Build Back Better Amendment to Section 1202 Complicates Preparing your Taxes


Earlier this month, the House Ways and Means Committee released their markups to the Build Back Better Act legislation that would help cover the American Jobs Plan and the American Families Plan. While the original proposal included verbiage that protected QSBS and its 100% tax exclusion, the current bill has included modification to Section 1202.

It’s almost as if the bill is finding pennies wherever they can to cover the cost of the ~$3.5 trillion bill. The Joint Committee on Taxation’s analysis predicts the revenue collected by their QSBS modification would amount to less than 1% of the total cost of the bill over 10 years. 

According to the proposed amendment, there would only be a 50% QSBS exemption if,

“the adjusted gross income of such taxpayer (determined without regard to this section and sections 911, 931, and 933) equals or exceeds $400,000.”

Historically, the QSBS exclusion percentage has been based on when the QSBS was acquired starting with a 50% exclusion for stock acquired after August 10, 1993, but before February 17, 2009. The exclusion was elevated to 75% for stock acquired after February 17, 2009, but before September 27, 2010. And it was finally elevated to 100% (and later made permanent) for stock acquired after September 27, 2010.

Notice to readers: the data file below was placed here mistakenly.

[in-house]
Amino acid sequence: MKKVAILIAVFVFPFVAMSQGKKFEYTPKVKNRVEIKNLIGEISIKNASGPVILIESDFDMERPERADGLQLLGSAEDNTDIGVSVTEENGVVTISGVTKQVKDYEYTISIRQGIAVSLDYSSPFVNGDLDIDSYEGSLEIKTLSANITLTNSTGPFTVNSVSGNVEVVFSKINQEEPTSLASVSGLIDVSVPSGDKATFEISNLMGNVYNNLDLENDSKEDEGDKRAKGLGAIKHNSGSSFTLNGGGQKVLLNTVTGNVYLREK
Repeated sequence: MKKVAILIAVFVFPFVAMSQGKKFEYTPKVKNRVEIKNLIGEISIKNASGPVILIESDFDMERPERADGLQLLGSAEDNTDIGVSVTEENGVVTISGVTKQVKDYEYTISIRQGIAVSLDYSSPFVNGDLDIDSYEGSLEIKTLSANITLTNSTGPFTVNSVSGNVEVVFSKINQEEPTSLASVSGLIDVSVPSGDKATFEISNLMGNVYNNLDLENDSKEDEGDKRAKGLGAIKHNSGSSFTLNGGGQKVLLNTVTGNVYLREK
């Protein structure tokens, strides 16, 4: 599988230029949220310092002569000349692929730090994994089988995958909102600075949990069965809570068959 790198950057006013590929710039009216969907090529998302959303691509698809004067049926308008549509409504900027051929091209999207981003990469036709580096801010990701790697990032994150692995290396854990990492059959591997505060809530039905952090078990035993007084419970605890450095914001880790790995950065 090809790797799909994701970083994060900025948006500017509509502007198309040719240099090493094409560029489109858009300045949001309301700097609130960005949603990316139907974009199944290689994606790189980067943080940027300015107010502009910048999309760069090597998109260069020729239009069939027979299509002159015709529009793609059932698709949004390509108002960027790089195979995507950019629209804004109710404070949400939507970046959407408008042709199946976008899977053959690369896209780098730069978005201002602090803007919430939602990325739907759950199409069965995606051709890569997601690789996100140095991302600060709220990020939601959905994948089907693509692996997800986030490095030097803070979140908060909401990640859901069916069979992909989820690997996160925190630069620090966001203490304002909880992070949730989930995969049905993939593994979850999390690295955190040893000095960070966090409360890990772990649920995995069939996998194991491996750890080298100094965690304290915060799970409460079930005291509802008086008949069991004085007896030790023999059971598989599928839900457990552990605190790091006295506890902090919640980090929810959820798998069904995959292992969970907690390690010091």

These dates were the only factor necessary in determining the specific exclusion percentage allowable. But the newly released amendment adds in AGI as an additional factor. 

Accountants are scratching their heads at how to calculate AGI according to the new amendment and are working to unwind this seemingly circular reference – whereby you need to know the QSBS exclusion percentage in order to calculate AGI, however you need to know AGI (i.e. if over or under $400k) in order to know the QSBS exclusion percentage.

The Joint Committee on Taxation seems to clarify how this would be enacted in item #10 within this document.  Specifically, under “Description of Proposal” (as shown below) the JCT notes “the full amount of such gain is included in AGI for purposes of determining the applicable exclusion.”

Therefore, the total capital gain from any QSBS eligible securities would be included in AGI and the QSBS exclusion would then be calculated after. 

It remains unclear exactly how the non-excluded portion would be taxed, but if it is as before the amendment, it may be best to assume:

    1) Capital Gains tax rate of 28% (per IRC Section 1(h)(4))

    2) AMT add-back of 7% (per IRC Section 57(a)(7))

    3) Net Investment Income Tax of 3.8%

This article does not constitute legal or tax advice. Please consult with your legal or tax advisor with respect to your particular circumstance.

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